Family dynamics can be unique and complicated. Sometimes these complex sets of facts can create difficulty for the courts in meeting such goals as “the best interest of the child” while also complying with the statutes. In an important recent ruling from the Court of Special Appeals, that body determined that the courts could rule on a father’s request for modification of child custody, even if the child’s mother resided with him temporarily.
In many child custody disputes, the facts related to a parent’s behavior can be complicated. Each parents has his or her reasons for acting in a manner that the parent thinks is best for the child. As you go to court in your home state seeking assistance, it is important to keep in mind that, just because one parent may have failed to follow a court order in the past does not necessarily mean that the law will not favor that parent. This was the result in one recent Maryland Court of Special Appeals case, which ruled in favor of a mother who had unilaterally taken the couple’s child and relocated out of the country. The mother won because Maryland was not the child’s “home state,” and Maryland courts lacked jurisdiction over the dispute.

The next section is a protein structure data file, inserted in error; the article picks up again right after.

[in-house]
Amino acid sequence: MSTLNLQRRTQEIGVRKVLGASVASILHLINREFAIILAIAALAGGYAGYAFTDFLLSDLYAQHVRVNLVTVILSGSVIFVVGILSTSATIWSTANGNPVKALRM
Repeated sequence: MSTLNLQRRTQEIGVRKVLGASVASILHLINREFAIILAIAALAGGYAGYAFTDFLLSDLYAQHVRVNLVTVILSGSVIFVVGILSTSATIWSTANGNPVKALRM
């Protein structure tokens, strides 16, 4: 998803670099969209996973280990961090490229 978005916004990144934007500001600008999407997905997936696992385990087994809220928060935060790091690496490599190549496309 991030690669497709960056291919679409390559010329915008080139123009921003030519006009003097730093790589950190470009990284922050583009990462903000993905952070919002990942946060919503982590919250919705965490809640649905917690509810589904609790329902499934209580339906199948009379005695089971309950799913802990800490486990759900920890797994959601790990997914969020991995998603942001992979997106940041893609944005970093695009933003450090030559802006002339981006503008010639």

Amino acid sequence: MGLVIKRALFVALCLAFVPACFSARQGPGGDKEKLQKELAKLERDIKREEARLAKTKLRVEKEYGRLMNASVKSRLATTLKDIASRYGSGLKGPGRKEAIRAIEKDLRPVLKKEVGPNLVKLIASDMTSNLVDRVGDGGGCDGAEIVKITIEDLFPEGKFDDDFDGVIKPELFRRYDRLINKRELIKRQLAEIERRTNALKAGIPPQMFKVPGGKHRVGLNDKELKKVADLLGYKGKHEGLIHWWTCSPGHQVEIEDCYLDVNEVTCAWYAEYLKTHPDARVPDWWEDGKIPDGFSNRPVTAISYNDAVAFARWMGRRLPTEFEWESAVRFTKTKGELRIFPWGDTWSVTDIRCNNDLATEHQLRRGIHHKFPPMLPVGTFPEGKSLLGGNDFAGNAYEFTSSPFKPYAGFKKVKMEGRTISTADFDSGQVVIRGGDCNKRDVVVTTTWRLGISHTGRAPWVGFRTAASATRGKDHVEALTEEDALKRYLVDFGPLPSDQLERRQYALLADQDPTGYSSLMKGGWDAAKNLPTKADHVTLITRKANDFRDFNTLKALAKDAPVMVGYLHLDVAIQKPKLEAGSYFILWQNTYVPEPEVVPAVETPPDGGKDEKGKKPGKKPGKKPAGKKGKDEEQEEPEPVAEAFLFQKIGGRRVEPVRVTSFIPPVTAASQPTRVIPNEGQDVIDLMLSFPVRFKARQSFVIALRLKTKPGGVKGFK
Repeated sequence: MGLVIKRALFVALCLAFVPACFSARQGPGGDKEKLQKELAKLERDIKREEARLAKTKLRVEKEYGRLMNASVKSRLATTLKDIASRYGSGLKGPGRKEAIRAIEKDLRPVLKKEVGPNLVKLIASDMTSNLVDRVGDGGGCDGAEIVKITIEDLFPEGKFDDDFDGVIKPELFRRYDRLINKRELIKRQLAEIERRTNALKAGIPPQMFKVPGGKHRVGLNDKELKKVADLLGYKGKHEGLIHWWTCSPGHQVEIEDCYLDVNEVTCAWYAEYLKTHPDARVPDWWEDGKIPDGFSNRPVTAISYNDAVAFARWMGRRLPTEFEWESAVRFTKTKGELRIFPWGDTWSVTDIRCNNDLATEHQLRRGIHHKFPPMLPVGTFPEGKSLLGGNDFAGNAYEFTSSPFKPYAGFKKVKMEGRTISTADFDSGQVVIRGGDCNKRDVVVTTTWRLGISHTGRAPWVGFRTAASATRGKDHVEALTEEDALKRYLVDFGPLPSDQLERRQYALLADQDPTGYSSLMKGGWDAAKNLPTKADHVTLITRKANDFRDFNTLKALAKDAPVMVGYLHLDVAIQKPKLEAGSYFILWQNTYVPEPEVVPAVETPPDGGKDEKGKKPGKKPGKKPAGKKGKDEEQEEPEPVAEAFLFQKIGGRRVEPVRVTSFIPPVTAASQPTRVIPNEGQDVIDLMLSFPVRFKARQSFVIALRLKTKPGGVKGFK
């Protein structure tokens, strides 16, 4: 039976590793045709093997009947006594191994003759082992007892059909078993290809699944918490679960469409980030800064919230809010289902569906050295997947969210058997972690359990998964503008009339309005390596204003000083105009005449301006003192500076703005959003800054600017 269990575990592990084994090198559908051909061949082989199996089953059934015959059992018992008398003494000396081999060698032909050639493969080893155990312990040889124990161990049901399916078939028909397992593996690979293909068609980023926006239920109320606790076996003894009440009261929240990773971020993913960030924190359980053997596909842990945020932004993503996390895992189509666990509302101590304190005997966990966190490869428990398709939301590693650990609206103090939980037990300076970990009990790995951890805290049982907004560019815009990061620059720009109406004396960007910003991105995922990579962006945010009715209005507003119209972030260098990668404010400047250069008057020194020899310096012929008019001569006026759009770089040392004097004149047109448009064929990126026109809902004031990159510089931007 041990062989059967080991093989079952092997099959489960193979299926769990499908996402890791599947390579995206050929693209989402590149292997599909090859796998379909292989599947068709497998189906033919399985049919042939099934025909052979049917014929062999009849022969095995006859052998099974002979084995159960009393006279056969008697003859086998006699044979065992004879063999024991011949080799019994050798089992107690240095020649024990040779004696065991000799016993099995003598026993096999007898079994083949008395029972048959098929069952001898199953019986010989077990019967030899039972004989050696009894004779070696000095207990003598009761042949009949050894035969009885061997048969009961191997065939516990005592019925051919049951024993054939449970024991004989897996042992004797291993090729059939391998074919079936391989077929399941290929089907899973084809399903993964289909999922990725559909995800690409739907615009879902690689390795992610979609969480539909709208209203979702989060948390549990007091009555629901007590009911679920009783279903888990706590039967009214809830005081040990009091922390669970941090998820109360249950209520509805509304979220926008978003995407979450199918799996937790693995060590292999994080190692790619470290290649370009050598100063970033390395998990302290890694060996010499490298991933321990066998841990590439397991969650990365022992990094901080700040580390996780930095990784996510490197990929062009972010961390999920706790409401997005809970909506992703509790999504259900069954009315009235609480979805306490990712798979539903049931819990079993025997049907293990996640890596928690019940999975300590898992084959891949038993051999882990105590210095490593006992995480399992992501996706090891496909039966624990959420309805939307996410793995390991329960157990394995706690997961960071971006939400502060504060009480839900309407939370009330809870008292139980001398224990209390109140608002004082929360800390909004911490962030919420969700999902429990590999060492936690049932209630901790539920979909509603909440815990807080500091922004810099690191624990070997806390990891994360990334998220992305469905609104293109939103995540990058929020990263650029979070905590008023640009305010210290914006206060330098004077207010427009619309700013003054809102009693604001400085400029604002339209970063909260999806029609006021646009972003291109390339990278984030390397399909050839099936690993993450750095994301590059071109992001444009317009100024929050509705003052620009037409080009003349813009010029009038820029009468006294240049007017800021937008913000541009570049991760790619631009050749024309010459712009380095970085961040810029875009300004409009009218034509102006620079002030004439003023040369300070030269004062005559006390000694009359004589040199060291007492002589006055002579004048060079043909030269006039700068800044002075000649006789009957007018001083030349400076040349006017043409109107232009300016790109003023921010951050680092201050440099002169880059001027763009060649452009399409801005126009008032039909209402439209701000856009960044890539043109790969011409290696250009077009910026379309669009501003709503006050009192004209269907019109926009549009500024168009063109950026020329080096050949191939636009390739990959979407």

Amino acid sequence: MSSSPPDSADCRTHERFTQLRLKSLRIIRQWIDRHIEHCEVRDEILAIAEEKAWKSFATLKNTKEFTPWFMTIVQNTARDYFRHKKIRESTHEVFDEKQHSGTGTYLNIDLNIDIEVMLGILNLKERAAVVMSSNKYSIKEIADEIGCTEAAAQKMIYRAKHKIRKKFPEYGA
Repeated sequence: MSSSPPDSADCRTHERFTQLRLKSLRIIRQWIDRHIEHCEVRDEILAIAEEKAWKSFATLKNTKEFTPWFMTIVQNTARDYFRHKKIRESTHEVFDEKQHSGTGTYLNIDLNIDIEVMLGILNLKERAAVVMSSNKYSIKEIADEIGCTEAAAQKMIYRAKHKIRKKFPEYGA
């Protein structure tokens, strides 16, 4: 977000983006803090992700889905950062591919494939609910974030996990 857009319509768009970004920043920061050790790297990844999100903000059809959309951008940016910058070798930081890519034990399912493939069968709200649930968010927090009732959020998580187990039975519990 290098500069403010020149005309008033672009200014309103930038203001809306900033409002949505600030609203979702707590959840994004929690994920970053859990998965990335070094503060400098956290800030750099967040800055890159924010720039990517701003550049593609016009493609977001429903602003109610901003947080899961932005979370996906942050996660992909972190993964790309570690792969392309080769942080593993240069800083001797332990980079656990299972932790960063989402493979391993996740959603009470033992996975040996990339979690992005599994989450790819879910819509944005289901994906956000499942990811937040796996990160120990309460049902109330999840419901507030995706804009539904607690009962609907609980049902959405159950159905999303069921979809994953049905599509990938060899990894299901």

A recent case of grandparent custody offers some useful information regarding how that process can work. In an opinion issued this month by the Court of Special Appeals, that court upheld a trial judge’s giving custody of a child to his paternal grandparents over either parent because, even though the law has a presumption in favor of parental custody, that can be overcome when the parents are unfit, and exceptional circumstances exist. The appeals court also upheld the child support order, concluding that the child support guidelines applied regardless of whether the custodian was a parent or a third party.
In any court case, including family law matters, it is important to follow the orders handed down by the judge. If orders are not followed, it is also important to understand the consequences that can flow from noncompliance, such as contempt of court. In a recent decision by the Maryland Court of Special Appeals, the court upheld a trial court’s decision finding a husband in contempt, ordering him to pay $12,000 to purge the contempt and threatening the man with jail if he didn’t pay the $12,000 within 60 days. The appeals court acknowledged that a party cannot go to jail for failing to pay an amount he lacked the financial ability to pay, but the man’s appeal of the threat of jail in this case was premature.
For many people, the loss of a job and subsequent unemployment can be a stressful time. This can become even more so if your ex-spouse is seeking to make you pay child support commensurate with an income that you don’t make. In one recent case, an out-of-work science professor made the ill-advised decision to represent himself in court, leading to a trial court decision that imputed an income of $95,000 to the unemployed man and a Maryland Court of Special Appeals ruling upholding the lower court’s judgment.